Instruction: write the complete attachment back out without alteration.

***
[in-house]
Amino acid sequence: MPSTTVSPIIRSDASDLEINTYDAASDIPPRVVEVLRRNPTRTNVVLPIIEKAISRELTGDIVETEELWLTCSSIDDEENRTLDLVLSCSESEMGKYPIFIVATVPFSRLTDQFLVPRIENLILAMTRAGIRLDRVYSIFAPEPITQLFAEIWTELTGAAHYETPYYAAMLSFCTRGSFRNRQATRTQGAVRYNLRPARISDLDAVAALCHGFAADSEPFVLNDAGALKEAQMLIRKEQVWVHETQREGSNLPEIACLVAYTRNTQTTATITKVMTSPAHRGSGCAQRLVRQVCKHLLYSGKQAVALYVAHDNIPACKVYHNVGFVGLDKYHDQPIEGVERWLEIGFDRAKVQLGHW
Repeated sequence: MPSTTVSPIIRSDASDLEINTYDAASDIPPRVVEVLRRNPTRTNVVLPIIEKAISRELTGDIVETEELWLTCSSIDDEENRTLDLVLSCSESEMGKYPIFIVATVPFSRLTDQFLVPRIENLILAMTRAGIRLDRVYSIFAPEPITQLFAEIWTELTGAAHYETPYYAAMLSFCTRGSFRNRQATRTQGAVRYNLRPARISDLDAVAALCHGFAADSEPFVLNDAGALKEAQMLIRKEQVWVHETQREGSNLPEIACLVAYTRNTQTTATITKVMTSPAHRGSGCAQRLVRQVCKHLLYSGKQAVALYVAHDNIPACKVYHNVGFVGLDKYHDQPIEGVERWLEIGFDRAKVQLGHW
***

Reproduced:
[in-house]
Amino acid sequence: MPSTTVSPIIRSDASDLEINTYDAASDIPPRVVEVLRRNPTRTNVVLPIIEKAISRELTGDIVETEELWLTCSSIDDEENRTLDLVLSCSESEMGKYPIFIVATVPFSRLTDQFLVPRIENLILAMTRAGIRLDRVYSIFAPEPITQLFAEIWTELTGAAHYETPYYAAMLSFCTRGSFRNRQATRTQGAVRYNLRPARISDLDAVAALCHGFAADSEPFVLNDAGALKEAQMLIRKEQVWVHETQREGSNLPEIACLVAYTRNTQTTATITKVMTSPAHRGSGCAQRLVRQVCKHLLYSGKQAVALYVAHDNIPACKVYHNVGFVGLDKYHDQPIEGVERWLEIGFDRAKVQLGHW
Repeated sequence: MPSTTVSPIIRSDASDLEINTYDAASDIPPRVVEVLRRNPTRTNVVLPIIEKAISRELTGDIVETEELWLTCSSIDDEENRTLDLVLSCSESEMGKYPIFIVATVPFSRLTDQFLVPRIENLILAMTRAGIRLDRVYSIFAPEPITQLFAEIWTELTGAAHYETPYYAAMLSFCTRGSFRNRQATRTQGAVRYNLRPARISDLDAVAALCHGFAADSEPFVLNDAGALKEAQMLIRKEQVWVHETQREGSNLPEIACLVAYTRNTQTTATITKVMTSPAHRGSGCAQRLVRQVCKHLLYSGKQAVALYVAHDNIPACKVYHNVGFVGLDKYHDQPIEGVERWLEIGFDRAKVQLGHW